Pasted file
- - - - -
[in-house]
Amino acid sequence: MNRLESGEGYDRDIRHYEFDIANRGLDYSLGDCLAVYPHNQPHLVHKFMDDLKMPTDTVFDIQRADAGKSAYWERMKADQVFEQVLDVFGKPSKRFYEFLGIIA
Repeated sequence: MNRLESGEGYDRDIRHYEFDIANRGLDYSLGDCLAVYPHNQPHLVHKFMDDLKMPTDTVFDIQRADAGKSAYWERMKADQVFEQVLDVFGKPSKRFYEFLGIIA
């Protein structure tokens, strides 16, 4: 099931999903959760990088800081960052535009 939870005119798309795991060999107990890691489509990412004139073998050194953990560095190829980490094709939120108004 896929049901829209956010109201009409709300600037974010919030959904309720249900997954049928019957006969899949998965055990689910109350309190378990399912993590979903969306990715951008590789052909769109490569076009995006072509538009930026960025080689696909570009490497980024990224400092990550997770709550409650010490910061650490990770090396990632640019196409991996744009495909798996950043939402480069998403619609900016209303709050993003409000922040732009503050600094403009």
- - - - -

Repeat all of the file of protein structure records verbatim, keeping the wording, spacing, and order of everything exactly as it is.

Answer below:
[in-house]
Amino acid sequence: MNRLESGEGYDRDIRHYEFDIANRGLDYSLGDCLAVYPHNQPHLVHKFMDDLKMPTDTVFDIQRADAGKSAYWERMKADQVFEQVLDVFGKPSKRFYEFLGIIA
Repeated sequence: MNRLESGEGYDRDIRHYEFDIANRGLDYSLGDCLAVYPHNQPHLVHKFMDDLKMPTDTVFDIQRADAGKSAYWERMKADQVFEQVLDVFGKPSKRFYEFLGIIA
């Protein structure tokens, strides 16, 4: 099931999903959760990088800081960052535009 939870005119798309795991060999107990890691489509990412004139073998050194953990560095190829980490094709939120108004 896929049901829209956010109201009409709300600037974010919030959904309720249900997954049928019957006969899949998965055990689910109350309190378990399912993590979903969306990715951008590789052909769109490569076009995006072509538009930026960025080689696909570009490497980024990224400092990550997770709550409650010490910061650490990770090396990632640019196409991996744009495909798996950043939402480069998403619609900016209303709050993003409000922040732009503050600094403009």